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Pair go on trial accused of gangland murder of Paul Massey

A gangland feud led to the double murder of an underworld ‘Mr Big’ and a mob ‘fixer’, a court heard today.

Paul Massey, 55, from Salford and his friend, John Kinsella, 53, from Liverpool, each had a ‘serious criminal history’ and were ‘notorious’ within gangland in Liverpool and Manchester.

Both were gunned down in ‘stone cold murder’ during a deadly feud involving rival crime gangs in Salford, Liverpool Crown Court heard.

Paul Massey (left) and his John Kinsella (right) were shot in separate attacks in 2015 and 2018

Mark Fellows, 38, and Steven Boyle, 35, both deny the murders and the attempted murder of Wendy Owen, Kinsella’s partner.

They sat in the dock, surrounded by six prison officers, today as around 15 relatives of Mr Massey and Mr Kinsella sat just yards away from the dock in the public gallery.

Prosecutor Paul Greaney QC told the jury Massey was murdered in July 2015 and Kinsella almost three years later in May, 2018.

He said: ‘They were friends and associates. Moreover, each was well known, if not notorious, within the gangland of the North West and both men undoubtedly had enemies.

‘Their undoing has to do with events in the city of Salford, where serious violence broke out between two criminal gangs in 2015.’

The first gang was headed by a man named Michael Carroll, the jury heard, with Fellows and Boyle associated with that group.

The second rival gang, which called itself ‘the A Team’, was headed by a man named Stephen Britton. Paul Massey was associated with that gang and was regarded by Stephen Britton as a mentor and in turn, John Kinsella was strongly associated with Paul Massey.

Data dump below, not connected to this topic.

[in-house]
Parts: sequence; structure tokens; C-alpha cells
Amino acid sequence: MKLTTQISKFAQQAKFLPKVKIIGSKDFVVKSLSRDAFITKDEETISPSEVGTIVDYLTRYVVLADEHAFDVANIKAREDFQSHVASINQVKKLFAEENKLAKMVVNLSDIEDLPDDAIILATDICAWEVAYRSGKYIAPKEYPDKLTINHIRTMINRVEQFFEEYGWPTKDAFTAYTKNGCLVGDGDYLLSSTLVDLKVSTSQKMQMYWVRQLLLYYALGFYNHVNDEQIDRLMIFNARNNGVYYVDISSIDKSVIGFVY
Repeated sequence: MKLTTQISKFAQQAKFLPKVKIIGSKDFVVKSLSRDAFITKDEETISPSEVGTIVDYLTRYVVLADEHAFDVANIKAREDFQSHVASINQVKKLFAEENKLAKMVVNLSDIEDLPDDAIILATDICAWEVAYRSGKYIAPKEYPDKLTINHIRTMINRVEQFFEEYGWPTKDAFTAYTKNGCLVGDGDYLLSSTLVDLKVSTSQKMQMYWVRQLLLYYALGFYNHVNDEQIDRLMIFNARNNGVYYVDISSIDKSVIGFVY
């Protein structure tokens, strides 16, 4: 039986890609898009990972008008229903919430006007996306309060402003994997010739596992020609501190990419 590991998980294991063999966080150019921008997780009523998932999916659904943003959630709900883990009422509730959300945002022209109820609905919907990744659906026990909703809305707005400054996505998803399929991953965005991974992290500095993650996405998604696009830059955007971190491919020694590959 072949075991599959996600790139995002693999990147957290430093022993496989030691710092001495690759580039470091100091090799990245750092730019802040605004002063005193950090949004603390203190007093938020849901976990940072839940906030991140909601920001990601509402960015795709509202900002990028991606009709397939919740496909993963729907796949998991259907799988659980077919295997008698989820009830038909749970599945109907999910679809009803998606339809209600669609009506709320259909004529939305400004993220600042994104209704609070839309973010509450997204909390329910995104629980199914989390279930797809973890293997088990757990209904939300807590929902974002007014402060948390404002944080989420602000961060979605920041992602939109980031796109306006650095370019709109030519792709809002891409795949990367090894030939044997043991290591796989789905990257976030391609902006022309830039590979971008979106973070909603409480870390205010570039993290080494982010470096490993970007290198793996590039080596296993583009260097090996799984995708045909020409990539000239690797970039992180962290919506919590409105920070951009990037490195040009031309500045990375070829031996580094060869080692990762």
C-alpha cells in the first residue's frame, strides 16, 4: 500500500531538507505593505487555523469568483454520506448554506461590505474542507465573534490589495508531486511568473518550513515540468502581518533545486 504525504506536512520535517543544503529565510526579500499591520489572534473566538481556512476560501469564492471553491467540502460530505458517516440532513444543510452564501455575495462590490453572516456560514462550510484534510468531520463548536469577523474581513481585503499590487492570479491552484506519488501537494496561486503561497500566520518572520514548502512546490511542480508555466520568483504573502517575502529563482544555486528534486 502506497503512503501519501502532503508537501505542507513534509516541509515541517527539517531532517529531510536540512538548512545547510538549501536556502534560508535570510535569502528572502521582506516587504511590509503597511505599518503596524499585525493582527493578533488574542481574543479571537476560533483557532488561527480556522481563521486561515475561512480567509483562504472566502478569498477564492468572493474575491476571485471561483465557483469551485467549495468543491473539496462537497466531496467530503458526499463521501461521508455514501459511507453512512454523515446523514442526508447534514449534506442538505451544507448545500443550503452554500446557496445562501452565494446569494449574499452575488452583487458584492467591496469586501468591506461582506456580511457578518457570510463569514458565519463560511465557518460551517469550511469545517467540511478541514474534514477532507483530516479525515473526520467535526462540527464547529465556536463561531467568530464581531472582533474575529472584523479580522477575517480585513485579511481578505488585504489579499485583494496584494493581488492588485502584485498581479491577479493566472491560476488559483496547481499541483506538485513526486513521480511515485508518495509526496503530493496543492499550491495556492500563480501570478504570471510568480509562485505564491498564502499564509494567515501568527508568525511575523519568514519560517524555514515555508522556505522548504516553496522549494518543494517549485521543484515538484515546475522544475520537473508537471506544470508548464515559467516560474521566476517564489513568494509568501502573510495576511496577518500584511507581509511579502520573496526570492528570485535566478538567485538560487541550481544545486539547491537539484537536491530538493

Around 7.30pm on July 26, 2015, Massey parked his BMW car outside his home in Clifton, Salford, and walked up the driveway of his home. As he did so, a gunman lying in wait, followed him, firing an Uzi sub-machine gun, killing his victim, before fleeing the scene.

Two men are due to go on trial at Liverpool Crown Court over the murder of a gangland figure

Two men are due to go on trial at Liverpool Crown Court over the murder of a gangland figure

Police were unable to charge anyone with murder until earlier this year when Kinsella was killed.

At about 6.45am on May 5, Kinsella set out on his usual morning walk with his partner Wendy Owen and their dogs from their home in Rainhill, St Helens.

A man, allegedly Fellows, cycled up behind them on a mountain bike and blasted Kinsella twice in the back with a handgun.

He fell face down as Wendy Owen ‘charged’ at him but the gunman then turned the gun on her, shooting, and she fled.

Fellows then calmly cycled nearer to Kinsella and shot him twice to the back of the head, the jury heard.

But, Mr Greaney continued: ‘Unlike three years earlier, on this occasion, the killer was undone.’

The defendants were driven into Liverpool Crown Court amid tight security this morning

The defendants were driven into Liverpool Crown Court amid tight security this morning

The jury heard CCTV evidence showed the gunman had cycled from the area of Mark Fellows’ home in Warrington, to the area of the Kinsella murder.

And more evidence suggested Boyle had acted as a ‘spotter’ who had positioned his Renault Clio so he could see Kinsella and Ms Owen approaching.

And Mr Greaney said there were ‘clear parallels’ which suggested the same killers carried out both murders.

In particular, police investigating the Kinsella murder seized a Garmin Forerunner watch belonging to Fellows. The watch is a type of watch worn by keen runners and cyclists which has a GPS function enabling routes run and cycled to be recorded, along with other information such as pace and distance.

When detectives analysed the watch it showed a few months before the murder of Paul Massey, the wearer of the watch had travelled a route from his home to the area behind the church in which the killer lay in wait for his victim on July, 26, 2015.

It showed, police say, Fellows on a ‘reconnaissance run’ for the planned gangland hit.

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